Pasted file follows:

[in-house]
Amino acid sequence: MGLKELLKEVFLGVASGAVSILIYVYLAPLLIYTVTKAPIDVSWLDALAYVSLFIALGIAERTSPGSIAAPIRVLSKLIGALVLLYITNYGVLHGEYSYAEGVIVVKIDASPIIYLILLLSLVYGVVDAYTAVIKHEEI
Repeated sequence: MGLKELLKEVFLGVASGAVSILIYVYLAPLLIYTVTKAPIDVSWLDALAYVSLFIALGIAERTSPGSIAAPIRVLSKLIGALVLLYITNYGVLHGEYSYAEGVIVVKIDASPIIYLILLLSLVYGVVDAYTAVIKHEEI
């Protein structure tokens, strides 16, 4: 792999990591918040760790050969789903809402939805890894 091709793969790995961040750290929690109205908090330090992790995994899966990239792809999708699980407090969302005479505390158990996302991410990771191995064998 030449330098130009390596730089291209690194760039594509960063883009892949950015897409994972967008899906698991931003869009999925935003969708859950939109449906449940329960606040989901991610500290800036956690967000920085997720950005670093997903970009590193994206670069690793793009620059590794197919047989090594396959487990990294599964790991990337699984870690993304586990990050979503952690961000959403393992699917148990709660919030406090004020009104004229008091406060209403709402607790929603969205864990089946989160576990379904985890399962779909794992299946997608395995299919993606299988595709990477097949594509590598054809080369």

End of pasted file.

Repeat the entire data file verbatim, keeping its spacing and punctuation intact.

[in-house]
Amino acid sequence: MGLKELLKEVFLGVASGAVSILIYVYLAPLLIYTVTKAPIDVSWLDALAYVSLFIALGIAERTSPGSIAAPIRVLSKLIGALVLLYITNYGVLHGEYSYAEGVIVVKIDASPIIYLILLLSLVYGVVDAYTAVIKHEEI
Repeated sequence: MGLKELLKEVFLGVASGAVSILIYVYLAPLLIYTVTKAPIDVSWLDALAYVSLFIALGIAERTSPGSIAAPIRVLSKLIGALVLLYITNYGVLHGEYSYAEGVIVVKIDASPIIYLILLLSLVYGVVDAYTAVIKHEEI
């Protein structure tokens, strides 16, 4: 792999990591918040760790050969789903809402939805890894 091709793969790995961040750290929690109205908090330090992790995994899966990239792809999708699980407090969302005479505390158990996302991410990771191995064998 030449330098130009390596730089291209690194760039594509960063883009892949950015897409994972967008899906698991931003869009999925935003969708859950939109449906449940329960606040989901991610500290800036956690967000920085997720950005670093997903970009590193994206670069690793793009620059590794197919047989090594396959487990990294599964790991990337699984870690993304586990990050979503952690961000959403393992699917148990709660919030406090004020009104004229008091406060209403709402607790929603969205864990089946989160576990379904985890399962779909794992299946997608395995299919993606299988595709990477097949594509590598054809080369």